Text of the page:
Can you modify a plant’s genetics without creating a GMO? A new research paper published in Nature Biotechnology claims new CRISPR-Cas9 technology can genetically alter a plant without creating a GMO – in our current understanding of what that is.
Scientists at South Korea’s Institute for Basic Science (IBS) Center for Genome Engineering say that their new technique, explained in the published paper ‘DNA-free genome editing in plants with preassembled CRISPR-Cas9 ribonucleoproteins‘ doesn’t introduce any foreign DNA, so that the plants that are created aren’t caught up in what most people fear and oppose about GMOs.
But is it really different enough? What’s this CRISPR-Cas9 technique and how is it different?
Let’s dig a little deeper to understand what’s going on here. Fortunately GardenDrum can more simply explain the science gobbledy-gook by calling on Alison Stewart, GardenDrum author and freelance science journalist specialising in genetics!
There’s one bit of basic biology you need to understand it all, and that is that “DNA makes RNA makes protein”. In cells, the information encoded by a DNA sequence is used firstly to direct the production of a corresponding sequence of RNA. Most RNAs in turn direct the production of specific proteins but some RNAs have their own functions in the cell.
CRISPR-Cas9 is a way of introducing a targeted change/mutation into a specific DNA sequence. It is based on a strategy used by some bacteria to identify and disable invading viruses. The “CRISPR” bit is a piece of RNA that has two sections: one section has a sequence that allows it to identify and bind to the target DNA that you want to edit, and the other section forms a structure that allows a specific protein, the Cas9 protein, to recognise the RNA-DNA complex, unwind the DNA at the target site and then cut both of its strands. There are various different ways that the cell will then try to repair the broken DNA and you can set things up so that the repair will happen in a specific way so that you end up with an “edited” piece of DNA that has a directed change in its sequence.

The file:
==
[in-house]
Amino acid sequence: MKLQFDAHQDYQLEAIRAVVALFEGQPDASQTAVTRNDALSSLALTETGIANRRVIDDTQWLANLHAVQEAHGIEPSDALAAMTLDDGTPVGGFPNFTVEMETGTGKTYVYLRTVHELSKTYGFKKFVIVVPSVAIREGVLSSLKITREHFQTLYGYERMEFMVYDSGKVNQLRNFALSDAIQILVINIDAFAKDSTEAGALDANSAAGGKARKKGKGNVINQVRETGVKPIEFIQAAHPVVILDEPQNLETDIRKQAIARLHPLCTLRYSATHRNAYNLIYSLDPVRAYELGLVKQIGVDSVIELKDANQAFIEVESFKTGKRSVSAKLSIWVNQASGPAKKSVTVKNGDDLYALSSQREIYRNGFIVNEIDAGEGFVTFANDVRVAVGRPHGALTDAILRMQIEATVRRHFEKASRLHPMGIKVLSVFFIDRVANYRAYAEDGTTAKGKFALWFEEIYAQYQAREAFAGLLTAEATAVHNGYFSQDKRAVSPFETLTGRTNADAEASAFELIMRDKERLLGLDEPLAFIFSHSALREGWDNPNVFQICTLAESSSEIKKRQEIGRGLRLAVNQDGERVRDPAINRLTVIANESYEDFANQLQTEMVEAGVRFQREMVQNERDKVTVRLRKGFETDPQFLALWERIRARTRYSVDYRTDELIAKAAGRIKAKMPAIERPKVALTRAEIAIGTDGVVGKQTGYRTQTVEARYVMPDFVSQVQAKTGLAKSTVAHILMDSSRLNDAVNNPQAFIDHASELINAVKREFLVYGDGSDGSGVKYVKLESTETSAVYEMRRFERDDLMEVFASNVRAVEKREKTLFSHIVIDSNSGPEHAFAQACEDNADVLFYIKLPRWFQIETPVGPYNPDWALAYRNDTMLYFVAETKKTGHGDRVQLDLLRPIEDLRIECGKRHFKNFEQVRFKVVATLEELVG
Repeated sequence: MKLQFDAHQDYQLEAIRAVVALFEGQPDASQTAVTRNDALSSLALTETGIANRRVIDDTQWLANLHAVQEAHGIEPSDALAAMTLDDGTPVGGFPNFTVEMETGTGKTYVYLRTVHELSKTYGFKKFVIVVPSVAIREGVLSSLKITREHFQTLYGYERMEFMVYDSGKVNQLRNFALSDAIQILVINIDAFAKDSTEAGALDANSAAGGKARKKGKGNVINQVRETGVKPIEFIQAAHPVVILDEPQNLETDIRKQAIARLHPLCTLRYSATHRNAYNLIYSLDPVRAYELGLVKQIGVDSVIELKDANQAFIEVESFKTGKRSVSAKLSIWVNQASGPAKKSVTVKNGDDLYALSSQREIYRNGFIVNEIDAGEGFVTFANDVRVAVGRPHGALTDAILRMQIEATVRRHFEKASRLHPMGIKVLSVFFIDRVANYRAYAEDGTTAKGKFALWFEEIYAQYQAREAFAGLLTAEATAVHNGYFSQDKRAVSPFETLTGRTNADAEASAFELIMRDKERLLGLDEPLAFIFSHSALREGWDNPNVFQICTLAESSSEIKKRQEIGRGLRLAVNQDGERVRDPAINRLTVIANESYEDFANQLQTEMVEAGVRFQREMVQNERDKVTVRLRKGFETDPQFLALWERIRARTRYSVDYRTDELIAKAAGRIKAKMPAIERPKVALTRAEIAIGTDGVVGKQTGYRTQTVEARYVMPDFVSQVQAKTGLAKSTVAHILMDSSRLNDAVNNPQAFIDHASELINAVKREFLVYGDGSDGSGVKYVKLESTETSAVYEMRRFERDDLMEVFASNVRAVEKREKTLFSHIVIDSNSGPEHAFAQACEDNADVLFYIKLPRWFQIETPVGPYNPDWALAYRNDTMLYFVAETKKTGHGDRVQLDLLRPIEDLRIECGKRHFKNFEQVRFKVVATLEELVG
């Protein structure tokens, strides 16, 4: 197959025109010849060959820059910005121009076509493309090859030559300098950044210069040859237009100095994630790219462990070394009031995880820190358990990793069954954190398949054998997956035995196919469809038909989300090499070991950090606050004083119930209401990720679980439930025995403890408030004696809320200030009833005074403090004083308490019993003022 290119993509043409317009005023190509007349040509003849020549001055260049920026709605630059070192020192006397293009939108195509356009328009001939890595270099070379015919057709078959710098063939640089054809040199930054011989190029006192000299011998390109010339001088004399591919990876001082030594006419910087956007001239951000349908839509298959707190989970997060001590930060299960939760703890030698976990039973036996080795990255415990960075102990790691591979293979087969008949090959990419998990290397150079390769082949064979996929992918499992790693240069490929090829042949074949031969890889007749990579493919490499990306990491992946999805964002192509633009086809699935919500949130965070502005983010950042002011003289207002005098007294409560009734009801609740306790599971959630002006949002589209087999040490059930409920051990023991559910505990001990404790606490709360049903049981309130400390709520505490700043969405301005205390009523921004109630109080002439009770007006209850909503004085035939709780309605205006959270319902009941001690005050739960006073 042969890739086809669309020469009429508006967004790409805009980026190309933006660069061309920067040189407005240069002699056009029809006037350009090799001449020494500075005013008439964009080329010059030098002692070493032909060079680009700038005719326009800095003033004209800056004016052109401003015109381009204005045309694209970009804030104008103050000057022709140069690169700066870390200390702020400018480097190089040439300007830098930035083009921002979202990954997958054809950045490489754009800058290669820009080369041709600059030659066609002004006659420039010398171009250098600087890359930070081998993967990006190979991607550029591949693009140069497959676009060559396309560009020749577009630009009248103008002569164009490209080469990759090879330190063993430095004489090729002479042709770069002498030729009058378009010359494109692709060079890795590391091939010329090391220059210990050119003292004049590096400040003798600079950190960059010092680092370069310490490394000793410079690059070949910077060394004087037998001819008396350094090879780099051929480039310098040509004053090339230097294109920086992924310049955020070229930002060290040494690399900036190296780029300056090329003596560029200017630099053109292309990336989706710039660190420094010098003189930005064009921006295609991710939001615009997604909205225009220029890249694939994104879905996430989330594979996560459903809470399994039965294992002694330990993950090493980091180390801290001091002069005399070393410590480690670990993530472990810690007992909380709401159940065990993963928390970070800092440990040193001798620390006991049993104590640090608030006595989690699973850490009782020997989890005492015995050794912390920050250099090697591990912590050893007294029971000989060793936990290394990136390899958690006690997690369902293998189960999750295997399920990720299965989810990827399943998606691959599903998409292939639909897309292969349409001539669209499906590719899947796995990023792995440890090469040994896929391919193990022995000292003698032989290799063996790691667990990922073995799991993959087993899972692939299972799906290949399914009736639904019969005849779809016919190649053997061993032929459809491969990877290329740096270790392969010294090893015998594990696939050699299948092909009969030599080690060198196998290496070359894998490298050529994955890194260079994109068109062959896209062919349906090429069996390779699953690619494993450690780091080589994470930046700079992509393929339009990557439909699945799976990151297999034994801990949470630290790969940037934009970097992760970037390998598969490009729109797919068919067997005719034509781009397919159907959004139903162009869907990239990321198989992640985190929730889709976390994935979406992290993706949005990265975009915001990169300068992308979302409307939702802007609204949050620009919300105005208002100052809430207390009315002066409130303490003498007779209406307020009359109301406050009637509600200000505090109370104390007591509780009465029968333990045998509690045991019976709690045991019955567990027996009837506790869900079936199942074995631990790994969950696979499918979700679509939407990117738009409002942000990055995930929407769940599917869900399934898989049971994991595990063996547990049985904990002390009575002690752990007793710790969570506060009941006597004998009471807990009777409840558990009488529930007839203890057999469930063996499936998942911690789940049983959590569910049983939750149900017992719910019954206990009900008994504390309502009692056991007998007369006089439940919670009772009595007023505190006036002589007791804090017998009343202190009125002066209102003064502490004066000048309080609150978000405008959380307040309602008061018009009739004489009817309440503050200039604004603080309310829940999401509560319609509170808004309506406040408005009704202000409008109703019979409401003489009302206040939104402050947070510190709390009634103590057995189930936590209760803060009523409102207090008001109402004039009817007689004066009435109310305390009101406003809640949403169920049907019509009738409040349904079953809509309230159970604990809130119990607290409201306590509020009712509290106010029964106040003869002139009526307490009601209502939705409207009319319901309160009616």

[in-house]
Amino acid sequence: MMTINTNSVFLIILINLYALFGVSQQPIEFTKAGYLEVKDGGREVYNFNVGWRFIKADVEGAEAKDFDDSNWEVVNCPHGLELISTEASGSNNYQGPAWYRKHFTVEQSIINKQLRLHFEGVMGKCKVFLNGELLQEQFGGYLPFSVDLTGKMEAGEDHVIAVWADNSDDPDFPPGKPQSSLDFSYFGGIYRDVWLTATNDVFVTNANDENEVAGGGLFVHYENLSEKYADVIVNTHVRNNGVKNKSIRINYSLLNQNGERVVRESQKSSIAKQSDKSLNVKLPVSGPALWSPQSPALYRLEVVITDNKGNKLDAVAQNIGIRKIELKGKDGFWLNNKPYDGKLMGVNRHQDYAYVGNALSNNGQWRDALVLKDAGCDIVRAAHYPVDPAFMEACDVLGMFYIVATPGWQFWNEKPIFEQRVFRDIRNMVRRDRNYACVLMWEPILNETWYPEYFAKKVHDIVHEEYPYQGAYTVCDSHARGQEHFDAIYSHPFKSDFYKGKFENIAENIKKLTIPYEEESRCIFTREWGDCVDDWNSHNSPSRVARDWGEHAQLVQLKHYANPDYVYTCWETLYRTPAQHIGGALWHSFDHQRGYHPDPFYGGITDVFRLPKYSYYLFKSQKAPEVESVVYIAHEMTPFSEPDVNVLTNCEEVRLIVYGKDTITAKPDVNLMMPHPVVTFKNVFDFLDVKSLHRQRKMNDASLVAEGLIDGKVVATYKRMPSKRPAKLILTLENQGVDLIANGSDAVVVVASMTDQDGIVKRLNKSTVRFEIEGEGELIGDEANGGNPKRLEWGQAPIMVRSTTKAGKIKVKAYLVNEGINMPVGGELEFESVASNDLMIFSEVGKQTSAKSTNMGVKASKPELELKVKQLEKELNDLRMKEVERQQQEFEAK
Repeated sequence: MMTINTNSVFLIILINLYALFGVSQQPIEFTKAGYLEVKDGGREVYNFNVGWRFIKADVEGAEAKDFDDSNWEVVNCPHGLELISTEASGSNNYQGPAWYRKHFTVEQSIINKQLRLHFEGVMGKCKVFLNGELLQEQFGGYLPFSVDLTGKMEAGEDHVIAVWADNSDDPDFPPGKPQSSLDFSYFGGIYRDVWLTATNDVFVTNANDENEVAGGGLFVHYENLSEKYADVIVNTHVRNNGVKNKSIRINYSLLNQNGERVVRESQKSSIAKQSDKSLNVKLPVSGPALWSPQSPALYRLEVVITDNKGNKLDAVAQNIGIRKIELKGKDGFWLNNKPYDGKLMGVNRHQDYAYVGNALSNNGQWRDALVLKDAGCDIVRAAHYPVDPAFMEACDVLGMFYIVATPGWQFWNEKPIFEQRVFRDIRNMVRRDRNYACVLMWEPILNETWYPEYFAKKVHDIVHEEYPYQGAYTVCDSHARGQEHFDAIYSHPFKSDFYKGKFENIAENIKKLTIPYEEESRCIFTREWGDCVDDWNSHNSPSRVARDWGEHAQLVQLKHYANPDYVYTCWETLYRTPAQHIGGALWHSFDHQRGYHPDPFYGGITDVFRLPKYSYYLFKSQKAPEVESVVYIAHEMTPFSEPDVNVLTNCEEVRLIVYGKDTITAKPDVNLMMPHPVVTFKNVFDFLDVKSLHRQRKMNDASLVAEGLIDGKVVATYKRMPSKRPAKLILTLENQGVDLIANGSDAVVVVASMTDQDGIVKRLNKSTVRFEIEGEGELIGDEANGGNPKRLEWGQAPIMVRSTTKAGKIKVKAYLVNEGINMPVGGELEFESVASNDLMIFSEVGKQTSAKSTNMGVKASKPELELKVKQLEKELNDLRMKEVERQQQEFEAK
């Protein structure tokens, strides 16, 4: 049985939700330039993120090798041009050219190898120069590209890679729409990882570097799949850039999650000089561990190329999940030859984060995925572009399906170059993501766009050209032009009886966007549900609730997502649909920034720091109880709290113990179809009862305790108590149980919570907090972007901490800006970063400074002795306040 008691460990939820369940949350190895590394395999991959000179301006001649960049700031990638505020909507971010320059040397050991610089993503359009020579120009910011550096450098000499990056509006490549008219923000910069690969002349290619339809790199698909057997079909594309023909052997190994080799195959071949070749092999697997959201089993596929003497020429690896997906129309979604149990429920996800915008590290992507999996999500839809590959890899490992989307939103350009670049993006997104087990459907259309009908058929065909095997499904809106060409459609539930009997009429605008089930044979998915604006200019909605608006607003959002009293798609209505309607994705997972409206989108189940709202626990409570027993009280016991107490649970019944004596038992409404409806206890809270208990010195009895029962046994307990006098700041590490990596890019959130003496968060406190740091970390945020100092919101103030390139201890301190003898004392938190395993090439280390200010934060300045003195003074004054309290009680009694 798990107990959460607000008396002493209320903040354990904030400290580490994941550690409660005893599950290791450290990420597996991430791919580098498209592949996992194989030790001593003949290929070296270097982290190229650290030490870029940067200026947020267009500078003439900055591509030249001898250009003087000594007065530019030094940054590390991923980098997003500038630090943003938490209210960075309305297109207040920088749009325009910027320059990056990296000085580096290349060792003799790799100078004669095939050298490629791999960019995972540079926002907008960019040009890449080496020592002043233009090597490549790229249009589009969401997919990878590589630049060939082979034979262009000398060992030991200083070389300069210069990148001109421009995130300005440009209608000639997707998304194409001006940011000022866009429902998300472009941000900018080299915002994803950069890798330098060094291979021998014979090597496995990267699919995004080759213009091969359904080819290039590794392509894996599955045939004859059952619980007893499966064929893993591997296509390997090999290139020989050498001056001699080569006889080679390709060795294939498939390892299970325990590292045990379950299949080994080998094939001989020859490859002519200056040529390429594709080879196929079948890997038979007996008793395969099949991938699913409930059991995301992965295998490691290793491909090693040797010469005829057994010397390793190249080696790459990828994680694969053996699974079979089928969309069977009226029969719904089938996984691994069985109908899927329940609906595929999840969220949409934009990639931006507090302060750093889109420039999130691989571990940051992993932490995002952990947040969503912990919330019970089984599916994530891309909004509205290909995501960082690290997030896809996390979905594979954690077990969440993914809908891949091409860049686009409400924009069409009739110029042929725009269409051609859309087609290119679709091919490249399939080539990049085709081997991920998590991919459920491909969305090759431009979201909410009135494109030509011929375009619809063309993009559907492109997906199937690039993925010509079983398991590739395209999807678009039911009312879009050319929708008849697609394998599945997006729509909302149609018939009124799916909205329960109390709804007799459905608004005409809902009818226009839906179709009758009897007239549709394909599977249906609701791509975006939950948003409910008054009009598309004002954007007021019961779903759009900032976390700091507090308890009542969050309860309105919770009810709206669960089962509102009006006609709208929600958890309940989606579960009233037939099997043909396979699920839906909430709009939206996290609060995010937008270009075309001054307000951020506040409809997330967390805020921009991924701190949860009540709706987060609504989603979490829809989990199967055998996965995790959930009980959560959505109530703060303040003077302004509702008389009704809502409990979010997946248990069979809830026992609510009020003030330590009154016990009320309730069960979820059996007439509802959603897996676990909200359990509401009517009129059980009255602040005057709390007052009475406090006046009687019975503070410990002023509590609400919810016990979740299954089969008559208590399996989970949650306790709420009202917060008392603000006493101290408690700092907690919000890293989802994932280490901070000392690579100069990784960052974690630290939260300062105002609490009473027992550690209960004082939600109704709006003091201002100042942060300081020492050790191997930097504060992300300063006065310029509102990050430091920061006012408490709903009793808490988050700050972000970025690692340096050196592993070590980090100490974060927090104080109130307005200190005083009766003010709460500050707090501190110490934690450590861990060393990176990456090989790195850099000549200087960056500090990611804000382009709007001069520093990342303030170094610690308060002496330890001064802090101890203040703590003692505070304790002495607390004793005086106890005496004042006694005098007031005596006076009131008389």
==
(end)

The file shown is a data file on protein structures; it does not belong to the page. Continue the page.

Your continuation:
Normally, the first step in the CRISPR-Cas9 system is to make a piece of DNA that codes for both the specific version of CRISPR RNA that you need (ie one which will recognise the target DNA sequence that you want to edit) and the Cas9 protein. You get this DNA into the nucleus of the target cells (I’m glossing over some technical stuff about how you get it in there!) and then the cells’ own machinery for making RNAs and proteins uses the information in the introduced DNA to synthesise both the CRISPR RNA and the Cas9 protein. They then get to work and do the editing job.
What the Korean group have done is to work out a way to use the CRISPR-Cas9 system that doesn’t involve introducing “foreign” DNA into the plant cells. Instead of putting a piece of DNA that codes for CRISPR and Cas9 into the plant cells, and letting the cells make the CRISPR RNA and Cas9, they have short-circuited things by making the CRISPR RNA and the Cas9 protein in the test tube and introducing them into the cells as an RNA-protein complex, also called a ribonucleoprotein.
They say that if the definition of a GMO is an organism that has been engineered by the introduction of foreign DNA, then plants modified by their method are not “GMOs”. Whether this distinction would satisfy opponents of GMOs remains to be seen. I rather doubt it.
The rest of their paper is about showing that their process is efficient, that you don’t get lots of unwanted changes in the DNA, and that the targeted change is stable, so that you can grow up whole plants whose cells all carry the same directed DNA sequence change. Apparently the CRISPR-Cas9 system is also cheap, which would obviously make it attractive to agribusiness.
The first step is introducing a DNA that codes for both the CRISPR RNA and the Cas9 protein. That’s the bit you need in order to understand how the Korean method differs.
[More at Asian Scientist]